Destination Inner Space
|This article does not cite any references or sources. (April 2012)|
|Destination Inner Space|
|Directed by||Francis D. Lyon|
|Written by||Arthur C. Pierce|
|Running time||83 minutes|
The story centers on a group of researchers working in an underwater laboratory. After an encounter with an Unidentified Submerged Object (US0—an undersea flying saucer), the base is attacked by a monster that may be the vanguard for invading aliens. The researchers and the base's military staff must deal with the creature and destroy the USO.
Destination Inner Space is notable for being Sheree North's comeback film. North, who had been working in TV, hadn't appeared in a motion picture since Mardi Gras (film) (1958).
Many of the rest of the cast are known to SF/F/H fandom from other fantasy and science-fiction movies and TV shows. Road is famous for his work in Hanna-Barbera cartoons, where he voiced numerous characters including government agent/bodyguard Roger "Race" Bannon on Jonny Quest. Wagner played Brit Reid's secretary, Lenore "Casey" Case, in The Green Hornet TV series co-starring Bruce Lee. Brady appeared in Gremlins and Journey to the Center of Time, among other genre flicks. Merrill appeared in the Ray Harryhausen film The Mysterious Island and The Power, by George Pal.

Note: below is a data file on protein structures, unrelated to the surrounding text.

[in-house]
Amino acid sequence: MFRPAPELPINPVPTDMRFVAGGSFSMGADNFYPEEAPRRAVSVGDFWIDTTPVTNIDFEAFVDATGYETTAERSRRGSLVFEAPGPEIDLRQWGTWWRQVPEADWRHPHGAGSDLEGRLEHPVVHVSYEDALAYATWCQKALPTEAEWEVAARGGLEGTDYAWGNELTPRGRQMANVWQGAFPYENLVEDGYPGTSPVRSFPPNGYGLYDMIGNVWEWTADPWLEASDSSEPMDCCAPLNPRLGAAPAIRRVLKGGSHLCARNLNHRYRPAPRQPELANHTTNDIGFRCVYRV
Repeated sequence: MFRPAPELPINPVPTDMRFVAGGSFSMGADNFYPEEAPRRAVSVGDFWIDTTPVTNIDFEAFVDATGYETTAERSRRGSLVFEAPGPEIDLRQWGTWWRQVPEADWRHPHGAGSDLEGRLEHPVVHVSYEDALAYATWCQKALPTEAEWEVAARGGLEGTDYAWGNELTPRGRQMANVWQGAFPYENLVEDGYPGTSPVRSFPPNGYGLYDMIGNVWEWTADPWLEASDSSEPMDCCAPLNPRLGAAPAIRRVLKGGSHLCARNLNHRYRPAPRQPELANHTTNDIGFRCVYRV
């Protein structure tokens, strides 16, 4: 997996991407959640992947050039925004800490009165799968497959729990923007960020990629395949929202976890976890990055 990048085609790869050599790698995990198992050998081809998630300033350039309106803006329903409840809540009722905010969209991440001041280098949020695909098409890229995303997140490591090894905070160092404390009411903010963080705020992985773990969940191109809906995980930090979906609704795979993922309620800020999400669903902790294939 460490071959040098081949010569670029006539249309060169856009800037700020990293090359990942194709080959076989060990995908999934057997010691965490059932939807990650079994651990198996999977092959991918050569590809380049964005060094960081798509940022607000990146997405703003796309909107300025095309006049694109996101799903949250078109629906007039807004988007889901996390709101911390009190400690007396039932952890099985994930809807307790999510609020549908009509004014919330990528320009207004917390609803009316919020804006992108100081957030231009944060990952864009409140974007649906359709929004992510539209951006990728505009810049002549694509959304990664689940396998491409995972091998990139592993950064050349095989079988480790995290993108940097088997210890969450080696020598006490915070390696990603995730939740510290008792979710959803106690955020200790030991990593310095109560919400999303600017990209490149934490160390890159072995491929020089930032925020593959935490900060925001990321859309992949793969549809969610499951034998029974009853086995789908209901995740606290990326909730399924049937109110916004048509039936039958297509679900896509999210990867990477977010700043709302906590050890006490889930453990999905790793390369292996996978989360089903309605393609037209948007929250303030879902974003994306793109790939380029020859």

The plot resembles a submerged version of Howard Hawks' The Thing from Another World, though the production values, budget, and direction by Francis D. Lyon do not come up to the quality of Hawks' film.
Barely released to theaters in 1966, the film is largely unknown outside of horror and science-fiction fandom.
It was released on DVD in 2011 by Cheezy Flicks. Destination Inner Space was a staple of late-night broadcast television in the 1970s and early 1980s. As of spring of 2012, there are no plans for high-end or enhanced DVD releases of the film.
The film is famous among horror and science-fiction buffs for its aquatic monster, which looks like a cross between a piranha and the Creature from the Black Lagoon. It is also infamous for its low-budget production values, including unconvincing miniatures and sets. Despite these drawbacks, the film does contain some scares and remains a cult favorite with monster fans.